Yesterday, I projected the potential starting rotation by WAR so I’ll do the same thing with the bullpen today. However, it’s near impossible to tell just how many guys will be pitching in the bullpen and at what times. In fact, it’s possible that some of the guys I projected in the rotation will get significant innings in the bullpen rather than in the rotation. To avoid guess work, I’ll just be calculating the WAR of guys we KNOW will be in the bullpen and comparing their personal marks to those of last year. The guys we KNOW will be in the bullpen:
I’m leaving out the long man because I have no idea who that’s going to be. I put the pitchers in that order because that’s how I think they’ll be used in terms of leverage, and that’s how the spreadsheet is formatted. To clarify, we’re assuming Mariano Rivera is going to be used in the highest leverage situations while Boone Logan will be used in the lowest leverage situations. Obviously, this is flexible and not exact, but we’ll roll with it for now. On to the projections!
Mariano Rivera: 2.99 FIP in 68 IP, 2.7 WAR
Rafael Soriano: 3.48 FIP in 66 IP, 1.3 WAR
David Robertson: 3.68 FIP in 67 IP, 0.8 WAR
Joba Chamberlain: 2.98 FIP in 72 IP, 1.4WAR*
Pedro Feliciano: 3.89 FIP in 65 IP, 0.5 WAR
Boone Logan: 4.24 FIP in 48 IP, 0.2 WAR
*Joba’s CAIRO projection included nine starts, which affected his originally projected IP (85) and FIP (3.94). So, I used his 2010 season as a guide and rounded up to 72 innings, while keeping his FIP tally the same. Joba showed in 2010 that he was pretty good at the FIP skill set and his career as a reliever (2.55 FIP) mirrors that.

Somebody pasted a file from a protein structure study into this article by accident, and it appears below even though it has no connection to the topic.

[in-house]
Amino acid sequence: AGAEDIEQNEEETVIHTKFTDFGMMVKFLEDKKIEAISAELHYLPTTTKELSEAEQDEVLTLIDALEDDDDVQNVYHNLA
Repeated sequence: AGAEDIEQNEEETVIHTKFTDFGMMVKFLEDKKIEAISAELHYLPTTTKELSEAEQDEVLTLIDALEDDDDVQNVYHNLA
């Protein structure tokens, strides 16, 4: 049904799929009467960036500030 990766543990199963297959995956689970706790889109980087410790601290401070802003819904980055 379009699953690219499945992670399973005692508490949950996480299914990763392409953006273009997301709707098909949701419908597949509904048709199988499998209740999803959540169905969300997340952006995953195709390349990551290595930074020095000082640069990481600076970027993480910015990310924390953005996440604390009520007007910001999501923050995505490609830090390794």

So how do the 2011 projections compare the 2010 results? We see Joba staying the same at 1.4 WAR while we see Mo gaining an entire win from his 2010 season. D-Rob gains a tenth of a win; Logan loses two tenths of a win. Soriano drops three tenths of a win, and that’s probably due to the FIP correction CAIRO sees for Rafael. As for Feliciano, he’d also be dropping three tenths of a win but I may be underestimating his leverage.
In terms of confidence, I feel a good deal of it int he FIP projections (though Soriano’s may be a touch high) but not necessarily so in terms of the exact leverage numbers. Logan and Feliciano may end up in higher leverage situations than I anticipated due to different matchups and it’s possible that Joba and Robertson switch places in terms of who gets how many higher leverage innings. No matter what, though, I’m confident that the Yankee bullpen will be more than solid in 2011.